I don't have the time, dark skies or observing site to warrant using more than a dslr for astro imaging and its substantial cost. The alternative was getting the chip on Canon 750d modified and by a reputable organisation, and it was the best decision in my imaging progress. No problems and the conversion done to very high standards. Despite heavily light polluted skies I can now pick up a Hα signal. The best results require a fair bit of processing, but use a CLS filter or Hα clip filter and it gets a lot easier. Images with 750d, Skywatcher Esprit 80ed f5/400, AVX mount, exposures typically 3-5 minutes iso 1600, greyscale with Hα filter from colour. The downside is the expense, including sending a camera insured to Germany. The conversion was done in about a week.
Please excuse, there is no answer to this question. What do you mean by "total light transmission"? The incoming light is split into two channels - evidently the light in both channels appears to be notably dimmer when you close one eye at a time and try to judge the brightness in each channel separately. What does not come into play during such kind of "fake-evaluation" is "the power of the human brain".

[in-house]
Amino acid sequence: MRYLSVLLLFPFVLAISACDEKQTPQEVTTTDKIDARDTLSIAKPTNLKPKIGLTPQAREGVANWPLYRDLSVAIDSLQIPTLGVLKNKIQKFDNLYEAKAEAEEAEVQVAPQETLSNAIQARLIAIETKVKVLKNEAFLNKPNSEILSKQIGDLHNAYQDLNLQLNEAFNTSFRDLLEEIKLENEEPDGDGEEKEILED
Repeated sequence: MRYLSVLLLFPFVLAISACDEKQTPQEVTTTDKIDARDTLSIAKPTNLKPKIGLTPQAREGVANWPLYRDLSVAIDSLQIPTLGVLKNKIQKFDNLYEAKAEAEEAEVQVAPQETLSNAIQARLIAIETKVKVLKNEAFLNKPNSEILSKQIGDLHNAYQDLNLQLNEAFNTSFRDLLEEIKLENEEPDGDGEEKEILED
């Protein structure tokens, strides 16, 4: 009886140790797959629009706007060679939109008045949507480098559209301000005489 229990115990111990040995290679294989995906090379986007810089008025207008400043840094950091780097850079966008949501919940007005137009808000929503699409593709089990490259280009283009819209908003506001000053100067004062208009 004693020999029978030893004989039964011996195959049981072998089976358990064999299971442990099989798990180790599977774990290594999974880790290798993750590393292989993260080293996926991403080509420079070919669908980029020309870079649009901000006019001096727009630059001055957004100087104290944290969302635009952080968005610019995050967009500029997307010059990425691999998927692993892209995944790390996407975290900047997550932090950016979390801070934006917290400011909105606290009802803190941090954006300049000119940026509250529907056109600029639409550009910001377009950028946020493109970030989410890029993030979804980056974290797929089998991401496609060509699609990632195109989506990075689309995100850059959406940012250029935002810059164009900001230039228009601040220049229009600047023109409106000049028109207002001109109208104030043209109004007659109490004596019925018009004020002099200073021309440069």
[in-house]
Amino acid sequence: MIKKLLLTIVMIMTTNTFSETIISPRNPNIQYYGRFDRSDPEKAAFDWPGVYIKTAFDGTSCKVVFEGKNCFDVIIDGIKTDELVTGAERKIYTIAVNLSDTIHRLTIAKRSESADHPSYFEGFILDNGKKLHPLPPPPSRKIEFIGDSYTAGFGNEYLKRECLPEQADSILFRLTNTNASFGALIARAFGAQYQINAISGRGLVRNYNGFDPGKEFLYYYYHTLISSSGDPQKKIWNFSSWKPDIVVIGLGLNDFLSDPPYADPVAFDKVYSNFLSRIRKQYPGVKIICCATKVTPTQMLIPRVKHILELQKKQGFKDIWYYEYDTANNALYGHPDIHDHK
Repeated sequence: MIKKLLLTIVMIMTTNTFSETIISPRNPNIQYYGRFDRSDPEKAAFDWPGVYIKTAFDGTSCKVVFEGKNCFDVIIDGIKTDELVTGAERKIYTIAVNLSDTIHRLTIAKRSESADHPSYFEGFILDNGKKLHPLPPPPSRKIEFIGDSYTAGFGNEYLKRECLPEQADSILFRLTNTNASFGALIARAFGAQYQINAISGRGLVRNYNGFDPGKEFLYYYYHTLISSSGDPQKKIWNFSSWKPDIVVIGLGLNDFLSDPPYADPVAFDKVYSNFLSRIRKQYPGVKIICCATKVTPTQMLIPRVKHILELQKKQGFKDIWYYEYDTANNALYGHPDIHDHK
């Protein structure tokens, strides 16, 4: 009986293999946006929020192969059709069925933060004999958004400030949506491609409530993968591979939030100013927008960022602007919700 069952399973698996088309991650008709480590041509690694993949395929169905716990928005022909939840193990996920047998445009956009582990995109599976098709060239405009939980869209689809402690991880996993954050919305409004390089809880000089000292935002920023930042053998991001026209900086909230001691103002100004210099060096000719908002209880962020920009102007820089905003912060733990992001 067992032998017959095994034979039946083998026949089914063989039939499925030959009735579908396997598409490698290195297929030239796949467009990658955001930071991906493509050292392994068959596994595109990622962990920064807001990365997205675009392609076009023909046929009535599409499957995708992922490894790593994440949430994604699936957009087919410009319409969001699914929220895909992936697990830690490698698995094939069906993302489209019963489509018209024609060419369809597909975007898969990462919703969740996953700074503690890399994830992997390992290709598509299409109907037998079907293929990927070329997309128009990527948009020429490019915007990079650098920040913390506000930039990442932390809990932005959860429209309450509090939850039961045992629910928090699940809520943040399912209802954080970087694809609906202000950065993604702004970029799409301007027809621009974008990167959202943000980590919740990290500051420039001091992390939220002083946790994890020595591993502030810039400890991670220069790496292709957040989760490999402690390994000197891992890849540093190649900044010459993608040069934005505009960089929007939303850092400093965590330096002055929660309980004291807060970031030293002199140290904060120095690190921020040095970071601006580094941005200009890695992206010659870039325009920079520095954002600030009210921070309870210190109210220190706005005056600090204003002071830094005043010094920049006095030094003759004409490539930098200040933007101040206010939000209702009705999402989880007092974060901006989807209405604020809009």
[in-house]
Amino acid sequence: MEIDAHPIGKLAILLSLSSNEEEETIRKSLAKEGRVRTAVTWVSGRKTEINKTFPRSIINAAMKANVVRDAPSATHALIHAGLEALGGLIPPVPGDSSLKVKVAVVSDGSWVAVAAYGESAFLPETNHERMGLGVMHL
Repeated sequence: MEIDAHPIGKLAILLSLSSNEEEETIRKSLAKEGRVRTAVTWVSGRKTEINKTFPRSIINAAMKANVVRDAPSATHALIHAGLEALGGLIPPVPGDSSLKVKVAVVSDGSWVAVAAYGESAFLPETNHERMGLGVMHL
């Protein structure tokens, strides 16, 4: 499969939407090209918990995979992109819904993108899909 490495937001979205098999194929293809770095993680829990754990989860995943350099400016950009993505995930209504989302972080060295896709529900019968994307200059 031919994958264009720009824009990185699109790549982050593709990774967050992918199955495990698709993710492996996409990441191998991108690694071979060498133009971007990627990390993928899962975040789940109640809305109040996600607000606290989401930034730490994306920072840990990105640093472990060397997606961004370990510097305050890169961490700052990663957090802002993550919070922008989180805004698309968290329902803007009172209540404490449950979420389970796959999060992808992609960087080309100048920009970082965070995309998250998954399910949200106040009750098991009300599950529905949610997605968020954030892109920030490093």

It happens "in the brain" that both light trains become reunified. And what actually happens there is that the image all of a sudden does NOT look dimmer but that fine detail and most subtle color differences within planetary surfaces become recognizable much easier and that observation happens effortlessly without fatigue - even when observing over a long time. Regardless of light throughput - the real virtue of a binocular viewer does lie in the optical quality of the glass and utmost care in optical surface polish, in perfect angle orthogonality of each prism, an immaculate beam splitter quality, highest degree of optical adjustment of all optical elements at any interpupillary distance - and only lastly: utmost coating quality. These are the most necessary criteria (in this order) for supporting an undeteriorated viewing experience with both eyes - even at highest magnification work. So - whatever anyone else is claiming - the Mark V has the best light throughput and the highest quality prism surfaces and adjustment - and and and - of any commercial astro-binocular viewer in the market.
Answer by: Baader Web Team (Admin) on Jan 11, 2018 8:27:00 AM
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